The African Development Bank has called on African countries to make science, technology and innovation (STI) policies inclusive and place women and girls at the centre of STI programmes.
The bank made the call as the International Day of Women and Girls in Science was celebrated across the world. Celebrated each year on February 11, the International Day of Women and Girls in Science was adopted by the United Nations General Assembly to promote full and equal access to and participation in science for women and girls.
According to Director of Human Capital Youth and Skills Development at the African Development Bank Oley Dibba-Wadda, the day is a reminder that women and girls play a critical role in science and technology communities and that their participation should be strengthened. He said, "Africa cannot talk about innovations without investing in its human capital. Support and mentorship are essential to increasing the participation of youth and women in science and technology."
"Decision-makers must prioritize the inclusion of youth and women in science and technology. African entrepreneurs and innovators must also be equipped with the right skills to succeed in a rapidly changing workforce," he added.
AfDB through its numerous interventions in STI is pointing the way to how women and girls can be supported to make a difference in science and innovation. For instance, through the Nigeria Technical Cooperation Fund (NTCF), the bank is providing scholarships to African students to develop and build their capacities in science and technology at the African University of Science and Technology in Abuja.
According to the Chief Gender Officer at the African Development Bank, María-José Moreno, AfDB in its operations supporting science, technology and innovation in Africa, has set indicators reducing gender gaps amongst students, and amongst teachers.
"A society needs the talent of all its citizens, men and women, and cannot thrive when half of the population does not develop its potential," she said.She explained that the AfDB uses a multi-pronged approach to support girl's education especially in Science, Technology, Engineering and Mathematics (STEM), adding that between 2005-2017, the bank approved $2 billion to support more than 70 education projects for Africa.
Moreno noted that $52 million in support to technical vocational education, training, and teacher education in Tanzania is helping reduce gender imbalance in science and technology related programs where female participation was only 11-19 percent. 10,800 students, which 50 percent of them fare emale, have benefited from the programme.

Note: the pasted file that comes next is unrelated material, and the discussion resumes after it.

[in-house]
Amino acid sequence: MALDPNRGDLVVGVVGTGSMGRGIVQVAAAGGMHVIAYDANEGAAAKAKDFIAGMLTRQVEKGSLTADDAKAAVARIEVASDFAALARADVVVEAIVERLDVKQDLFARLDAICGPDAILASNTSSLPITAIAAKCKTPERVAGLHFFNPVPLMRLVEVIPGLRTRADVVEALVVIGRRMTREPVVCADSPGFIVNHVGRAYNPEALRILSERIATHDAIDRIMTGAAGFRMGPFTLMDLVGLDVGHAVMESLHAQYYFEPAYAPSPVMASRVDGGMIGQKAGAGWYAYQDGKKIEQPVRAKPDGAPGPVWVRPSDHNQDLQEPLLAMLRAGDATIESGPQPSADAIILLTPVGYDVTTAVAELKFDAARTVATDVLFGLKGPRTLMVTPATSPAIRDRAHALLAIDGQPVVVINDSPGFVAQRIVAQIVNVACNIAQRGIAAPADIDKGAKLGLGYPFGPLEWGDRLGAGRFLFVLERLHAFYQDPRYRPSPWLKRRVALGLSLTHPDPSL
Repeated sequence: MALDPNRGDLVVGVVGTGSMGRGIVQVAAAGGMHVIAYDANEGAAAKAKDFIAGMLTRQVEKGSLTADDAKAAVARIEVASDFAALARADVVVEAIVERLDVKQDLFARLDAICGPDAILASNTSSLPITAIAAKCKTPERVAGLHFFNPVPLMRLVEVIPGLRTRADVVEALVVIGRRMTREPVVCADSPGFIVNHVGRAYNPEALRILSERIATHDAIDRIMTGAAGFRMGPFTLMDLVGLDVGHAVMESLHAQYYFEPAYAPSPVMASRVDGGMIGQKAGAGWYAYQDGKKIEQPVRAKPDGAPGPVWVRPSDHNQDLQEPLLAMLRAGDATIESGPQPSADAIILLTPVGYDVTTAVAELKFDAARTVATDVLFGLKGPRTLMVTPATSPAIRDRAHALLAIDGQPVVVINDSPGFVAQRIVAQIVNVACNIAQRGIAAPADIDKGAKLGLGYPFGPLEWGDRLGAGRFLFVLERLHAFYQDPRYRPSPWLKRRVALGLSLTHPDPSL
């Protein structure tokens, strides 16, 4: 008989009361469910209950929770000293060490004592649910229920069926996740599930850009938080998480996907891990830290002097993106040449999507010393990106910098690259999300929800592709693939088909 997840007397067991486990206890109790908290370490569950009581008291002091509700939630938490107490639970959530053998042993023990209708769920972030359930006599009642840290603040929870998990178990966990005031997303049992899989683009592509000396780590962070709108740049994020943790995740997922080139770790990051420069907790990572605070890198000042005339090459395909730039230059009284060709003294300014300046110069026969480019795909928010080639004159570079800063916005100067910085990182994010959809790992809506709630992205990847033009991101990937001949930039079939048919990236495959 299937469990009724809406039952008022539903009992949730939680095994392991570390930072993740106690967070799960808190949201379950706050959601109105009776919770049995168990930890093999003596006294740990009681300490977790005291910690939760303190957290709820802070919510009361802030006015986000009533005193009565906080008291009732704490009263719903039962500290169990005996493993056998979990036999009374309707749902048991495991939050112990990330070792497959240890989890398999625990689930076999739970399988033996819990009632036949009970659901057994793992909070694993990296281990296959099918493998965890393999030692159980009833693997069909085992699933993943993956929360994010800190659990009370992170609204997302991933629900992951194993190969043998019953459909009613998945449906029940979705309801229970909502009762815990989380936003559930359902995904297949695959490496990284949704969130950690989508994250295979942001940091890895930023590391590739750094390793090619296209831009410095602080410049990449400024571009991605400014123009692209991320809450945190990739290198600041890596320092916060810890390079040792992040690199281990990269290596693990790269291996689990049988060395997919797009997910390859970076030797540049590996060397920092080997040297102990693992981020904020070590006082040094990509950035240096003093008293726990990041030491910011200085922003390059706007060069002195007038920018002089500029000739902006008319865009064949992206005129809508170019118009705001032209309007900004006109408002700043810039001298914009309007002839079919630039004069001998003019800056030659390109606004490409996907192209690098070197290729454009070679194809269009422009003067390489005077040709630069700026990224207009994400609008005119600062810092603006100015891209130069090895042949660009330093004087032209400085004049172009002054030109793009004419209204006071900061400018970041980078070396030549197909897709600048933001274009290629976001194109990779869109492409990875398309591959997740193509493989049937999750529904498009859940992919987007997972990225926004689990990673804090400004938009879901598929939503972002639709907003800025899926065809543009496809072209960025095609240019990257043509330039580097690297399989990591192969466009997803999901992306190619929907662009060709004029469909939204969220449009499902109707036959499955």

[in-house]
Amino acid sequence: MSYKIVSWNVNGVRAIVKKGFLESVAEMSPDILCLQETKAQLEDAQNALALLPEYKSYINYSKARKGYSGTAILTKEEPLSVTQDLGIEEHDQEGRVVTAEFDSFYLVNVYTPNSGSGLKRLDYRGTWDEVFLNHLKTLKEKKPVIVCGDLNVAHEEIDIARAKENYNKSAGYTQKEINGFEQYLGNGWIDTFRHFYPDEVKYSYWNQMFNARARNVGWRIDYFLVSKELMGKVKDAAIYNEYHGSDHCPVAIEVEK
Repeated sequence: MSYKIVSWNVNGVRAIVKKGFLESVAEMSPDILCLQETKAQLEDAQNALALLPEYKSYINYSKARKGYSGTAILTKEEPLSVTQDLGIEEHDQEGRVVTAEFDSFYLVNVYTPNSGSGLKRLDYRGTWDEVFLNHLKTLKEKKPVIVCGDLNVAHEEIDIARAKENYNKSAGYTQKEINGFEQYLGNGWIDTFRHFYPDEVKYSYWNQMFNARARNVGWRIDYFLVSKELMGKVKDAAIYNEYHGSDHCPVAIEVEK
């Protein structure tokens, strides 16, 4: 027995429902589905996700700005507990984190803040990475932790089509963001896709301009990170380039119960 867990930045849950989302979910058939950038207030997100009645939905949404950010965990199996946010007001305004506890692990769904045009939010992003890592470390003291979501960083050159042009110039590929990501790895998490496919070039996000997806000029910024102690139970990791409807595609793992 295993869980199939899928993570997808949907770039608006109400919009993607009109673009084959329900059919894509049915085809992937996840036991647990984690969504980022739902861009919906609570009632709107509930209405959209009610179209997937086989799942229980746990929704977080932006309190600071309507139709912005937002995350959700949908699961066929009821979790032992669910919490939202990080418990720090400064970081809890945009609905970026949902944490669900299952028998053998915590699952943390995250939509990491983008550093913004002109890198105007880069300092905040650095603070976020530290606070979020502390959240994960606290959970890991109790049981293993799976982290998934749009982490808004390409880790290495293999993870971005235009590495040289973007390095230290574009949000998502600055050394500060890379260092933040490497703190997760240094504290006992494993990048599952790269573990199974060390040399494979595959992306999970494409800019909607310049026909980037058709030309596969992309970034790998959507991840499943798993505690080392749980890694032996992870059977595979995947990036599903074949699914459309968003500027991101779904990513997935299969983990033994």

She further explained that through the bank's support of the Network of African Institutions of Science and Technology (SNAIST) Project, 510 students graduated from Master's and Ph.D programmes, with 48.9 percent being female. The project awarded 48 scholarships to students, including young women.
The goal of the African Development Bank project, she also explained is to contribute to the building of high-skilled human capital, especially in science and technology for the technological advancement of the African continent.
One of the graduates, Ufuoma Bright Ighore and her professor, were awarded first prize in the 2nd International Bernard P. Zeigler Discrete Event System Specification modelling and simulation competition in Boston, Massachusetts.As part of its programmes in promoting science, technology and innovation, the bank recently co-hosted the third Africa Forum on Science, Technology and Innovation in Cairo, Egypt.
Theme, 'STI for Private Sector Competitiveness and Economic Transformation in Africa' the forum featured a parallel session on 'Women in Science: Addressing the Gender Gap in the Field of Science, Technology and Innovation'.
For the bank's Director for Gender, Women and Civil Society, Vanessa Moungar, creating more equitable and inclusive societies requires that women and men are distributed across the different professions, including science, technology and innovation."This will foster social progress, cohesion and make societies and economies more resilient," she said.